Thursday, March 8, 2012

Life is pain, Highness.

Husband has recently gotten me to accompany him a few nights a week to our local high school's activity center, which is free to county residents evenings and weekends and offers a track, basketball court, and weight room.

Aside from the awkwardness that comes along with seeing your old teachers stationed at the entrance desk, and any number of former classmates sweating while working off the beer guts they acquired in the intervening years, it is a really nice facility for our community.

I've started out power walking for 30-45 minutes, the Wicked soundtrack blasting through my iPhone. I haven't worked up the courage to publicly attempt to jog (because I am hilariously uncoordinated), but perhaps soon. Husband has been running without stopping for 20 minutes or more every time, plus some weight work, and I'm so proud of him.

We are planning to embark upon a full day of kayaking next month on the lower Colorado River, so I'm going to need some semblance of stamina, even though I've been assured that the trip is easy and for beginners (I'm not convinced the company had me in mind when they determined the "beginner" label).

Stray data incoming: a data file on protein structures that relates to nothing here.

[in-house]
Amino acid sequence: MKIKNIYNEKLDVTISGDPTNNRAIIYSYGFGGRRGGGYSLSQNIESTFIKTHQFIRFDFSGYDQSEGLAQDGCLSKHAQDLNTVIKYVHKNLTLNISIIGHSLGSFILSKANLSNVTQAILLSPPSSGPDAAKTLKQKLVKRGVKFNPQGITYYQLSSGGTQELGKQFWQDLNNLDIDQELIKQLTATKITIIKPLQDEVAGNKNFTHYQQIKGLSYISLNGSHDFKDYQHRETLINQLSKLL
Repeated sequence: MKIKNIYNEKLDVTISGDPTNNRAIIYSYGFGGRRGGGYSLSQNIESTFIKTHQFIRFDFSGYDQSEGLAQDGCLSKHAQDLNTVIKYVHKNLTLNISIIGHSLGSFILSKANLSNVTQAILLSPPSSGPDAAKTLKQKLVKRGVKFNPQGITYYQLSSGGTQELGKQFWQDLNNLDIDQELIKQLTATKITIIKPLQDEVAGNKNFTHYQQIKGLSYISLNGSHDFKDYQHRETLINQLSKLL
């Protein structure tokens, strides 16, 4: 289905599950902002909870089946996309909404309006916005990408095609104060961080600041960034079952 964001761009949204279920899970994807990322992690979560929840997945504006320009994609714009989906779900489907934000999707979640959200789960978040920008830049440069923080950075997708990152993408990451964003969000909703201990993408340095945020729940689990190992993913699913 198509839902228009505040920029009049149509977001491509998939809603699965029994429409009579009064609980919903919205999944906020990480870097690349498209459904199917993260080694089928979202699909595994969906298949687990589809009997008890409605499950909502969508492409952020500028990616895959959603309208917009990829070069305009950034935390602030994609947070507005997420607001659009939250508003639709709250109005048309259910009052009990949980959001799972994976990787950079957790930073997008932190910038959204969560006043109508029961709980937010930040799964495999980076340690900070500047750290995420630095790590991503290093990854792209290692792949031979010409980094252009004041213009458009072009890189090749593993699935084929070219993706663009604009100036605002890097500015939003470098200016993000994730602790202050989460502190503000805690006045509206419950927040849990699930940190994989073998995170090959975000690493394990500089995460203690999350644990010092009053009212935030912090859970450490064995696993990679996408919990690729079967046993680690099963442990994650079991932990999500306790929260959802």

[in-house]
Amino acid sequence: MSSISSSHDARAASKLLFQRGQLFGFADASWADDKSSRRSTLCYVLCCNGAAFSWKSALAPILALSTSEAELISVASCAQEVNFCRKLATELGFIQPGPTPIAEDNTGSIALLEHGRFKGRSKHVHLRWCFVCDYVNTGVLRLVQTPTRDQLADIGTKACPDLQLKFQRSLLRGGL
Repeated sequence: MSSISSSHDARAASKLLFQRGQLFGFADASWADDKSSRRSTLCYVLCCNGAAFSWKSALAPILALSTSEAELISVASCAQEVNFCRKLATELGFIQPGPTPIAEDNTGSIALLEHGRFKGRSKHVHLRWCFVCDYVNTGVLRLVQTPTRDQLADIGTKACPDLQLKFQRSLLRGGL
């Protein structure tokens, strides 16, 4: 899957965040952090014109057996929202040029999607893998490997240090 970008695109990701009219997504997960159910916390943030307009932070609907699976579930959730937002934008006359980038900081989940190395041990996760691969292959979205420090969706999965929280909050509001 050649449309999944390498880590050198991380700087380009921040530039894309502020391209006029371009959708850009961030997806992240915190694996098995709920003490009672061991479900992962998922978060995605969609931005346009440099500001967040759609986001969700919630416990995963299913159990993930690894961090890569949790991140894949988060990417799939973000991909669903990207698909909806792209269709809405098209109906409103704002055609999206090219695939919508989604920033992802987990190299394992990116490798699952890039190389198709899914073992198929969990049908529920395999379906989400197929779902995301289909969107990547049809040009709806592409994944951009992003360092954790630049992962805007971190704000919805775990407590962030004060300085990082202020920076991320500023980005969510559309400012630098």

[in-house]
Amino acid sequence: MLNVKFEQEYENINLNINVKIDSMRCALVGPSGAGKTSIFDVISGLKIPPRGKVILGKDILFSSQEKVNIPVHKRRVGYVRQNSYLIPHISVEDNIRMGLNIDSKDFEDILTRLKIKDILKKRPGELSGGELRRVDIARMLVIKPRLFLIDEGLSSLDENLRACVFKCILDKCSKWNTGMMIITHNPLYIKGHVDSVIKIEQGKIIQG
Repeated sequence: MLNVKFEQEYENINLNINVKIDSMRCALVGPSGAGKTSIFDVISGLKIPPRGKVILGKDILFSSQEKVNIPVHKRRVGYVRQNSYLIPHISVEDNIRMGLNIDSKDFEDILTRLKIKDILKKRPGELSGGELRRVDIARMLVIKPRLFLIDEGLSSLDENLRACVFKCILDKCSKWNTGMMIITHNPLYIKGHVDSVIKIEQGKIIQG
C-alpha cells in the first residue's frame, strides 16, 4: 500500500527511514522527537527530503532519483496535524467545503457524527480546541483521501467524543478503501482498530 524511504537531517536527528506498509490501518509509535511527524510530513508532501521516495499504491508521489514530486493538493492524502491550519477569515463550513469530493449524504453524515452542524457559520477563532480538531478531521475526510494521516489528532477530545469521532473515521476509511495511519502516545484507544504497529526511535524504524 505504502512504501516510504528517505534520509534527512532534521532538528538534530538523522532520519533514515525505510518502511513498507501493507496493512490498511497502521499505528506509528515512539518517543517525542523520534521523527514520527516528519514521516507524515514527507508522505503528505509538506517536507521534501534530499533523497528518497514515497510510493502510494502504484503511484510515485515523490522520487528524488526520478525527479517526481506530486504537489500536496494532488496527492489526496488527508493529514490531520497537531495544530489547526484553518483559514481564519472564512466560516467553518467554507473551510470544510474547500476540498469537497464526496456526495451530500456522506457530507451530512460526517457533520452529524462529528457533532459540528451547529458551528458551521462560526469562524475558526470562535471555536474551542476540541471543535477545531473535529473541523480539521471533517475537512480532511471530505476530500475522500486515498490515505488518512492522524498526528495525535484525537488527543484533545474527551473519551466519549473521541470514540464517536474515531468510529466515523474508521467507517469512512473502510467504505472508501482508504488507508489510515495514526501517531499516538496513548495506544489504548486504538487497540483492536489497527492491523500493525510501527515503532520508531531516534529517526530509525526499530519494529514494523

As I watch my grandparents shuffle around their assisted living center, I'm reminded of how important it is to establish these proper eating and exercise routines now, in my twenties. Certainly not all of their physical problems can be attributed to a sedentary life (not that I would ever associate my grandmother with the word "sedentary"). But as I've watched her in particular deal with more falls than I can count, leading up to an inevitably broken hip and two operations, I understand more deeply that taking care of my young, lithe body will hopefully keep me from experiencing the same pain and heartache as her in my own old age.

I've always been the kind of person that lived with my head rather than my body. Physically I was and remain awkward and uncoordinated and uncomfortable with the husk in which I reside. But my mind is more flexible and sprightly. Plus, I really despise sweating.

But I hope that we continue our new routine. I enjoy feeling as though we are doing something good for ourselves, and doing it together provides some accountability, hopefully keeping us going when we would much rather sit on the couch eating barbecue sandwiches and watching Hoarders.*

A little pain now, a little less pain later, perhaps.


*This already may or may not happen on a weekly basis.

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